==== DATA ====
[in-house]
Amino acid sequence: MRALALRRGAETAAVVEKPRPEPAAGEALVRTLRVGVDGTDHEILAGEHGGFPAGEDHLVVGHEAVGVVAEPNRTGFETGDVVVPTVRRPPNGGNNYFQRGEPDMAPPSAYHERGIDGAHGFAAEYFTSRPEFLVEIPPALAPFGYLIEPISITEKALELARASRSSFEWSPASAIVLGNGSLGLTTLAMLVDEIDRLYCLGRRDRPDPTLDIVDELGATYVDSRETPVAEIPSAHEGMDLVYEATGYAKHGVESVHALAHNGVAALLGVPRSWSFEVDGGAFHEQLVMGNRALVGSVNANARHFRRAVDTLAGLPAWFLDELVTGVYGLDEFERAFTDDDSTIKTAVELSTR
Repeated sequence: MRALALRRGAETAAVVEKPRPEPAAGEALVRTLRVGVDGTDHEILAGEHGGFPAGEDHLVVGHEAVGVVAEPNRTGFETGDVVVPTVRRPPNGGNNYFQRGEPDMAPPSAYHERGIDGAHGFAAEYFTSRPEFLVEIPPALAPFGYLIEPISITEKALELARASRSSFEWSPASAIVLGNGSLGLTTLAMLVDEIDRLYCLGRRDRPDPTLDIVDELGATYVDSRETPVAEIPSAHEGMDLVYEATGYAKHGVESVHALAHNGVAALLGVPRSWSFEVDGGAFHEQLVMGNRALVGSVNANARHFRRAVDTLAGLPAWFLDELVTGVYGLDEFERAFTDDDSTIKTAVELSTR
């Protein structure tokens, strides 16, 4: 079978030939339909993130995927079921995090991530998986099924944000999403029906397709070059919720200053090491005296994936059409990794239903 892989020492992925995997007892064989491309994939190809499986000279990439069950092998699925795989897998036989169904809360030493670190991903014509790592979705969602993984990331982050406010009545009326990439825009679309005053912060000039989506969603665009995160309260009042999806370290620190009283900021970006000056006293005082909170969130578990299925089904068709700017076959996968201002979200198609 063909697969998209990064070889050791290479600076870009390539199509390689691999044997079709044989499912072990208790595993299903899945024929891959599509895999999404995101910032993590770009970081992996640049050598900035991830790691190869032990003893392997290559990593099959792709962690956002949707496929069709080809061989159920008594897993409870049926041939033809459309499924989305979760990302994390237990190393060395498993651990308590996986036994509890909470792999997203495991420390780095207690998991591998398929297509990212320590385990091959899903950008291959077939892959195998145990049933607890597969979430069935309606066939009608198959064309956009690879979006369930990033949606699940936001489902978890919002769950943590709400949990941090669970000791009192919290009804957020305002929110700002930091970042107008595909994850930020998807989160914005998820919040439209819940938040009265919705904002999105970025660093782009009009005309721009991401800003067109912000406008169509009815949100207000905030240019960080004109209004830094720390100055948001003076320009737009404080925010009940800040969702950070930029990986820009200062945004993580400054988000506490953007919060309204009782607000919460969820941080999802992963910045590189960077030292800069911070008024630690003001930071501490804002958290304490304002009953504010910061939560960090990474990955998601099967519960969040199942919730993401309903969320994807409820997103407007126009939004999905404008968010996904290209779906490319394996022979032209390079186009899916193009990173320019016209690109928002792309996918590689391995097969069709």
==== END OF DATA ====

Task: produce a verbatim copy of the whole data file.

[in-house]
Amino acid sequence: MRALALRRGAETAAVVEKPRPEPAAGEALVRTLRVGVDGTDHEILAGEHGGFPAGEDHLVVGHEAVGVVAEPNRTGFETGDVVVPTVRRPPNGGNNYFQRGEPDMAPPSAYHERGIDGAHGFAAEYFTSRPEFLVEIPPALAPFGYLIEPISITEKALELARASRSSFEWSPASAIVLGNGSLGLTTLAMLVDEIDRLYCLGRRDRPDPTLDIVDELGATYVDSRETPVAEIPSAHEGMDLVYEATGYAKHGVESVHALAHNGVAALLGVPRSWSFEVDGGAFHEQLVMGNRALVGSVNANARHFRRAVDTLAGLPAWFLDELVTGVYGLDEFERAFTDDDSTIKTAVELSTR
Repeated sequence: MRALALRRGAETAAVVEKPRPEPAAGEALVRTLRVGVDGTDHEILAGEHGGFPAGEDHLVVGHEAVGVVAEPNRTGFETGDVVVPTVRRPPNGGNNYFQRGEPDMAPPSAYHERGIDGAHGFAAEYFTSRPEFLVEIPPALAPFGYLIEPISITEKALELARASRSSFEWSPASAIVLGNGSLGLTTLAMLVDEIDRLYCLGRRDRPDPTLDIVDELGATYVDSRETPVAEIPSAHEGMDLVYEATGYAKHGVESVHALAHNGVAALLGVPRSWSFEVDGGAFHEQLVMGNRALVGSVNANARHFRRAVDTLAGLPAWFLDELVTGVYGLDEFERAFTDDDSTIKTAVELSTR
């Protein structure tokens, strides 16, 4: 079978030939339909993130995927079921995090991530998986099924944000999403029906397709070059919720200053090491005296994936059409990794239903 892989020492992925995997007892064989491309994939190809499986000279990439069950092998699925795989897998036989169904809360030493670190991903014509790592979705969602993984990331982050406010009545009326990439825009679309005053912060000039989506969603665009995160309260009042999806370290620190009283900021970006000056006293005082909170969130578990299925089904068709700017076959996968201002979200198609 063909697969998209990064070889050791290479600076870009390539199509390689691999044997079709044989499912072990208790595993299903899945024929891959599509895999999404995101910032993590770009970081992996640049050598900035991830790691190869032990003893392997290559990593099959792709962690956002949707496929069709080809061989159920008594897993409870049926041939033809459309499924989305979760990302994390237990190393060395498993651990308590996986036994509890909470792999997203495991420390780095207690998991591998398929297509990212320590385990091959899903950008291959077939892959195998145990049933607890597969979430069935309606066939009608198959064309956009690879979006369930990033949606699940936001489902978890919002769950943590709400949990941090669970000791009192919290009804957020305002929110700002930091970042107008595909994850930020998807989160914005998820919040439209819940938040009265919705904002999105970025660093782009009009005309721009991401800003067109912000406008169509009815949100207000905030240019960080004109209004830094720390100055948001003076320009737009404080925010009940800040969702950070930029990986820009200062945004993580400054988000506490953007919060309204009782607000919460969820941080999802992963910045590189960077030292800069911070008024630690003001930071501490804002958290304490304002009953504010910061939560960090990474990955998601099967519960969040199942919730993401309903969320994807409820997103407007126009939004999905404008968010996904290209779906490319394996022979032209390079186009899916193009990173320019016209690109928002792309996918590689391995097969069709």